fortunately), I liked it so much I begged my wife to let my buy it. And she
did. So I'll be keeping this beautiful screen, thank you.
keeping my Gigastar case and power supply, which I originally bought with
future expansion in mind. It's a full tower ATX case with enough space in it to
house a family of trolls.
which may explain that little black cloud I mentioned earlier
I like the Gigastar is that you can take off its sides easily without having to
remove the whole cover. This makes it easy to swap components, which is
something I do often in my line of work.
That leaves a
shopping list that consists of a new motherboard, CPU, video card, SCSI (for
speed and flexibility), hard drive, DVD drive, CD "burner" (hey, why not?),
sound system, and a keyboard.
the Internet, local dealers, and other sources to see what's available,
I chose the following as my "dream components":
K6-III 400 MHz. AMD offers great bang for the buck, and I wanted to see how
Intel's competition stacks up.
Motherboard: Gigabyte GA-5AX. Not the highest end available, but excellent
quality and very easy to configure. The latter point was what really sold me,
especially after having had a frustrating time earlier with a different
- Video Card:
ATI's All-in-Wonder Pro 128. I've been very happy with the service I've
received from ATI in general and the All-in-Wonder and All-in-Wonder Pro
specifically. The new AGP card ups the ante from my current "AIW" Pro. It also
offers on-the-board DVD playback, which should compliment the DVD ROM drive
Adaptec's 2940U2W Ultra 2. Its promise was Adaptec's
reputation for quality and this interface's reputation for being FAST! I wasn't
- Hard Drive:
Quantum's 18.2 gig Atlas IV Ultra 2 (LVD) wide SCSI drive. Why? Big, good, and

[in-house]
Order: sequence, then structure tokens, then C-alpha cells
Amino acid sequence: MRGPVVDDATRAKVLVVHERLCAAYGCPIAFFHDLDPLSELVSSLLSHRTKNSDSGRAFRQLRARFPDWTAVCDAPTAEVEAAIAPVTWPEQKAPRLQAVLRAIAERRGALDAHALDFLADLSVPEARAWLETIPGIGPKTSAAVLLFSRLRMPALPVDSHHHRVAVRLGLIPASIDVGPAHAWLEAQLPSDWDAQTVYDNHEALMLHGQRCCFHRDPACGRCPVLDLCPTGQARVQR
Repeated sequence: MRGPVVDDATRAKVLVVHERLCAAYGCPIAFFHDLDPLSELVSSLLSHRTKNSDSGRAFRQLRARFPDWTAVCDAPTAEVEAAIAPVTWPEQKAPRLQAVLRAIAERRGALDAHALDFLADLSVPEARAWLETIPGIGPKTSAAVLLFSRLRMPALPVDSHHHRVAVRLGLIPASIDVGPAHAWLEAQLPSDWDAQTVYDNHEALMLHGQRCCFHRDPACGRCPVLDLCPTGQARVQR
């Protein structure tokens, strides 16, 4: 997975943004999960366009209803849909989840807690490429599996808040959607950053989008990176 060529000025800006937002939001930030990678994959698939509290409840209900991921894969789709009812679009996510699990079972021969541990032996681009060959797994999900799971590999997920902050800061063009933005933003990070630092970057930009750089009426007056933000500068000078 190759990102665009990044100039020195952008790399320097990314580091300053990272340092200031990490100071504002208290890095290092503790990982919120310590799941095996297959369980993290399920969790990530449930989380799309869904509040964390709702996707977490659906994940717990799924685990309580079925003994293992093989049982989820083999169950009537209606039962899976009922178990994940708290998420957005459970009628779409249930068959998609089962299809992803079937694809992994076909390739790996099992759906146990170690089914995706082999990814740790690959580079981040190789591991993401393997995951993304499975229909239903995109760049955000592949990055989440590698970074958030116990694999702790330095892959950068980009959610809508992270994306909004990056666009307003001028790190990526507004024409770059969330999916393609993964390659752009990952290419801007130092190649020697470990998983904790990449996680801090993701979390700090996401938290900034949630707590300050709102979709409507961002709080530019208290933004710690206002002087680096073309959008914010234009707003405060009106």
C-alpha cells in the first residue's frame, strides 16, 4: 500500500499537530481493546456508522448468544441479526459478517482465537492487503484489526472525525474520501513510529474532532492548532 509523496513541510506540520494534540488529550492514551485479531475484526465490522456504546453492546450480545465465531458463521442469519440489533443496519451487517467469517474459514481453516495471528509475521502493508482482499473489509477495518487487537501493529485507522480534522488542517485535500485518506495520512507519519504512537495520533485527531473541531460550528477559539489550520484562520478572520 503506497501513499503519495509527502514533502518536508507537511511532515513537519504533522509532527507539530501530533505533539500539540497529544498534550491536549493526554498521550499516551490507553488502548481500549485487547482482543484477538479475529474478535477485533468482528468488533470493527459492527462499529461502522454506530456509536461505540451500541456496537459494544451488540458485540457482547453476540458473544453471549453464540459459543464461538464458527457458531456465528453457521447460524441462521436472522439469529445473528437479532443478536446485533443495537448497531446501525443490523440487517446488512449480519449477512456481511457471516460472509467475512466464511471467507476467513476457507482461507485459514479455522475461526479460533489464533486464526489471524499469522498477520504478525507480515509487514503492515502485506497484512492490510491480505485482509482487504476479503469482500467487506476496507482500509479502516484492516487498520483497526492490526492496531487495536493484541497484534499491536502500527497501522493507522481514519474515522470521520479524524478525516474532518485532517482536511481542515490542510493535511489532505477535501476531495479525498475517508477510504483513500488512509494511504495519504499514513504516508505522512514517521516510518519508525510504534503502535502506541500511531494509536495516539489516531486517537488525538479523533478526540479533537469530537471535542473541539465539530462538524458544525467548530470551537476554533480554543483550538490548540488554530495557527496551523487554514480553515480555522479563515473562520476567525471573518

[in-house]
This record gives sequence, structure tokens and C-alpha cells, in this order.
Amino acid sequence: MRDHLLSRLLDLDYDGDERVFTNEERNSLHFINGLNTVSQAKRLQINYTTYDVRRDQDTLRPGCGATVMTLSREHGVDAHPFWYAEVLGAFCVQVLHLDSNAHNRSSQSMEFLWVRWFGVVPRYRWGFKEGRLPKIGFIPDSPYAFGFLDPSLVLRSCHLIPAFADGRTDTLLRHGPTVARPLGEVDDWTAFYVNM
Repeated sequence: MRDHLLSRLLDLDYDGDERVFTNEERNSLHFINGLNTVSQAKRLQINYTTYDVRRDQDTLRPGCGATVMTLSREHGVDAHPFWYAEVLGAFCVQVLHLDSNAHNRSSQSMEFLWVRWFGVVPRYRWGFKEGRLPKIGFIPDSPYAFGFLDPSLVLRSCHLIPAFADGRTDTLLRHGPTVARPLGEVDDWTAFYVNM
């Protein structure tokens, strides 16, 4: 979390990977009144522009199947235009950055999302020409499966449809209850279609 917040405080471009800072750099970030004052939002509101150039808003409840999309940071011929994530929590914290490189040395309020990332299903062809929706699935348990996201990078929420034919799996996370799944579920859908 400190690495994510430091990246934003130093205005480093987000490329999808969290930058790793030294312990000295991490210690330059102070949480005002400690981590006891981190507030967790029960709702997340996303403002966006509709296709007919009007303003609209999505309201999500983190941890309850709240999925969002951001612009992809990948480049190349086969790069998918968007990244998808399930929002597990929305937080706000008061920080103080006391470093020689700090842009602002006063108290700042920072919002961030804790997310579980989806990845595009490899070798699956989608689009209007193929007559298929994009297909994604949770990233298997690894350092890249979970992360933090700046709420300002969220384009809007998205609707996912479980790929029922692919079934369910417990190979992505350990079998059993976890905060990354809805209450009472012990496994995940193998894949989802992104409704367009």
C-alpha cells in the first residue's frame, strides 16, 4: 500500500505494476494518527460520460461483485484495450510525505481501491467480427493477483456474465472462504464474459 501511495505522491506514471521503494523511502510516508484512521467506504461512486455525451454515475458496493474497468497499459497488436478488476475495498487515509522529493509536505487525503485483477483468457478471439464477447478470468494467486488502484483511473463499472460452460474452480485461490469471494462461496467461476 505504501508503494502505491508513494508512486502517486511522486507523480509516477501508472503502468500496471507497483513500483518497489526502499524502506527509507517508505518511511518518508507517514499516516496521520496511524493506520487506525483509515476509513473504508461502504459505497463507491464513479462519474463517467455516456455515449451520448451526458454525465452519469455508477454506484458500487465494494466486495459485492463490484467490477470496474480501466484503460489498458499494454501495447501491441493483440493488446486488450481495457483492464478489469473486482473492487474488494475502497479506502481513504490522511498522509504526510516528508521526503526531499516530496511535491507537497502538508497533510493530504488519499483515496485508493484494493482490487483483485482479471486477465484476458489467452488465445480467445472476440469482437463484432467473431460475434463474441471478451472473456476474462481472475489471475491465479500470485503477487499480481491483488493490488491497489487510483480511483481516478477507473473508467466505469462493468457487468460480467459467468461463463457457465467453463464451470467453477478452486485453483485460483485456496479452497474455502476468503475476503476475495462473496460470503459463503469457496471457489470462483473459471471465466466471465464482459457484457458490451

FAST! A lovely product.
- DVD ROM -
Pioneer's 6X 303 SCSI drive. Fast, and I've been impressed with many of
Pioneer's audio/video products in the past - so wanted to see how their data
products stack up. Unfortunately, a clerical error led Pioneer to send an IDE
drive, the 103, so that's the one I installed.
7503 SCSI burner. Made by Panasonic, ACS Compro is a smaller "try harder"
company with whom I've dealt before with such products as "Ezfone." I like
giving smaller companies a chance because I'm a small businessman myself and
know what they're up against.
Microsoft's Digital Sound System 80. An excellent performer with a USB
interface that lets me do without a sound card, thereby freeing up an expansion
slot. And, since I'm always testing new peripherals, I can never have too many
International's Wombat Freeboard. A high end wireless keyboard that comes
complete with a built in trackball and mouse ports mounted for lefties and
righties. You also get a mouse, though I preferred to keep using my
components trickled in (making the anticipation almost unbearable), I carefully
unpacked them and looked over their manuals and software to get a head start.
Then, screwing up my courage and throwing caution to the wind, I shut down my
system, spilled its guts onto our workbench (okay, it was my desk), and started
turning it into a beautiful PC phoenix.
A Mother of a Board/The Chips are